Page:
September 19, 2007

Last Day in the States

I remember filling out that initial Peace Corps application like it was a year ago. Well, it was actually one-and-a-half years ago--you know what they say, time flies.

So it finally comes down to our last day. Jillian turned in an epic performance with the suitcases. If there's a PC Macedonia award for Best Packed Volunteer (Couples Category), we are clearly the early favorites. In a shrink-wrap tour de force, Jillian transformed an unsightly pile of wrinkled clothing into a highly compartmentalized package. It's as if she put a bomb back together after it had gone off:

I know what you're thinking:
Are Jillian and Dan taking the space shuttle to Macedonia?

Yesterday we sold our last remaining major possession--the Honda. The buyer was an 18-year old girl who didn't seem too impressed by the car's fine condition, low price, and cleanliness and nearly balked at the deal because the car doesn't have rear speakers. She informed me that she would be installing a sub-woofer in the trunk (which is really roomy!), and, like, what happened to those rear speakers. Like, did I blow them out or something?

It was about at this point that her parents stepped in and talked some sense into her and so last night she drove off with arguably our last connection to the adult world. No sooner had those tail lights faded than Jillian and I took stock of our surrounding possessions and announced, "We're kids again." Except most kids have more gadgets than us.

So that's it: our bags are packed, we have no car and there's little left to do but sit around and get overly sentimental about our country and the greater Bangor area. We heard an ad on the radio yesterday: "If you've never been to Barnaby's, you're missing out!" Barnaby's is a depressing spot out by the airport frequented by the sorts of people last seen in Billy Joel's "Piano Man." But for a split second, I actually thought, You know, I never did make it out to Barnaby's. And it made me a little sad. And then I slapped myself across the face.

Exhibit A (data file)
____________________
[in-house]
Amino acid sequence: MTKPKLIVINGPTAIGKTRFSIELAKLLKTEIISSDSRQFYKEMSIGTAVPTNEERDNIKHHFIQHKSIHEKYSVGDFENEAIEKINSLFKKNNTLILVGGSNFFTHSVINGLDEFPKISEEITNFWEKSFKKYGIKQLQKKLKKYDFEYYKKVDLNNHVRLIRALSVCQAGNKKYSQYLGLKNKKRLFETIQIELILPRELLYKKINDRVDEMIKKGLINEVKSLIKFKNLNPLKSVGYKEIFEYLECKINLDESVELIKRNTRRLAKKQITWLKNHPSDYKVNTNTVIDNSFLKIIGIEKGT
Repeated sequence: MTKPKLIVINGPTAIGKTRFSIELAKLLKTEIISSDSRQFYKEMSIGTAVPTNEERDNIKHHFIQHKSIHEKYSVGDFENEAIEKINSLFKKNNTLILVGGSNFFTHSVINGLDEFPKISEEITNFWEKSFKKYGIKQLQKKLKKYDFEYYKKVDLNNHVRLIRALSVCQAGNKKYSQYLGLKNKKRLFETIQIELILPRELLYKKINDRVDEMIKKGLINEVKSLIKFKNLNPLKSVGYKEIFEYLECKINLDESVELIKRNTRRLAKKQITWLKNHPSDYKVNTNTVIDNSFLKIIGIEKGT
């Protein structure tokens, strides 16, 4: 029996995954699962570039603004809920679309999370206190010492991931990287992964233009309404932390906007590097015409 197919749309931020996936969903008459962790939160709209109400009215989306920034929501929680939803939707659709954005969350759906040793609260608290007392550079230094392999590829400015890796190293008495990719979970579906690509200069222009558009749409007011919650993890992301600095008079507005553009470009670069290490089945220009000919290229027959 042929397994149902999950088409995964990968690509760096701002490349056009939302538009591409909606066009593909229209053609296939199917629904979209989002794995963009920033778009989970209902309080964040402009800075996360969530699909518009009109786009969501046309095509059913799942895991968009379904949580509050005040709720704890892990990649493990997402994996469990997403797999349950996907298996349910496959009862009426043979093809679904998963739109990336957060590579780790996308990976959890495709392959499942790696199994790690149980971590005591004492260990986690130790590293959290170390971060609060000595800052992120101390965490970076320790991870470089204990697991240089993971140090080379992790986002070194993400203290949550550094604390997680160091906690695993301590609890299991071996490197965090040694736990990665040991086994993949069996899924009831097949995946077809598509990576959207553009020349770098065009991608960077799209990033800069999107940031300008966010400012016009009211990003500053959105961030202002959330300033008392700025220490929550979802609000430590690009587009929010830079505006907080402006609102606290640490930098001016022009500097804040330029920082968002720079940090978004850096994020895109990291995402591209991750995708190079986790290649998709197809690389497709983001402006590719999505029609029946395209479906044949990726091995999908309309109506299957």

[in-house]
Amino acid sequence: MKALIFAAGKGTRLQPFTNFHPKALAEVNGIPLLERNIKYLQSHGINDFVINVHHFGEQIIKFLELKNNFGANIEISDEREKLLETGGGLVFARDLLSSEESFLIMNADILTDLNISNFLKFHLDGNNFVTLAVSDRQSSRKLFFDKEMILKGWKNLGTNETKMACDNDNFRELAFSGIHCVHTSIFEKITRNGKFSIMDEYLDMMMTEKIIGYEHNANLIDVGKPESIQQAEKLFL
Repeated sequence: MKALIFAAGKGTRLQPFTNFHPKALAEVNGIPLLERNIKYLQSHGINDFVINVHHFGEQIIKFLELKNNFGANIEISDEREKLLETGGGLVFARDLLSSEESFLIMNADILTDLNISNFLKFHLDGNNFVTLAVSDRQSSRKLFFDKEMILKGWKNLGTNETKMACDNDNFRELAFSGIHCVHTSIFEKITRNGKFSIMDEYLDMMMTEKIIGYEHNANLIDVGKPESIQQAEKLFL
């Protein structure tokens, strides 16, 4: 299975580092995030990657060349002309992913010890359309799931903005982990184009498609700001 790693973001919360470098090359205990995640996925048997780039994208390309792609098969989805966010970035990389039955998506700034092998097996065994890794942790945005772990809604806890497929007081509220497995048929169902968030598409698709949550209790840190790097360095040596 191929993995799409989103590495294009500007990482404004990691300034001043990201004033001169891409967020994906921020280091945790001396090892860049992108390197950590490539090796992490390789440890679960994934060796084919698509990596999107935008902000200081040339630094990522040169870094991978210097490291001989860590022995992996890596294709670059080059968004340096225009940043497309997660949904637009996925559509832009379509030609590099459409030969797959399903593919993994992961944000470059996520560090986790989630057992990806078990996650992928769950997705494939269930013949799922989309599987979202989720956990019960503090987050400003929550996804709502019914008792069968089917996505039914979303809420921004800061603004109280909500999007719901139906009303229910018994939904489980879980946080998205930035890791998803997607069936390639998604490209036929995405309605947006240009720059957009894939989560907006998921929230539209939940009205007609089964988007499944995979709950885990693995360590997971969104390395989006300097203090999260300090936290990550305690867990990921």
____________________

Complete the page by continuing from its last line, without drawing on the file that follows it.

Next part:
In some ways I'm reminded of our final hour in Seattle: we had some extra time walking back from breakfast and so we detoured a bit through downtown. Seattle was a city we had truly loved living in and watching the traffic and people move about the wide avenues on what was a sunny, warm day, I was struck by the feelings of departure. The transition felt so vivid--unlike past and future moves that really just felt like a pain in the ass.

That vividness is now returning, except this time it's so shrouded in anticipation and nervousness that it's hard tell what we're feeling. Even though today is not technically our last day in the country (we do have staging in D.C. this weekend), when the plane lifts off tomorrow at 6:45am, all of this is going to seem about four thousand miles away.

I will say this, though: you just can't beat the peace of mind you get living in or around Bangor. We can only hope Macedonia has such strict laws:

1 comment:

Anonymous said...

Dan and Jillian, finaly received your blog and think it's the great.
Grandma and I look forward to each input. You have a wonderful oppotunity to serve others which is what this worlds needs more of.
Were especialy interested in your comments on your arrival at your final destation in Macedonia. We have been reading up on the information about this country, so as to be familiar with their culture. Love to you both Grandpa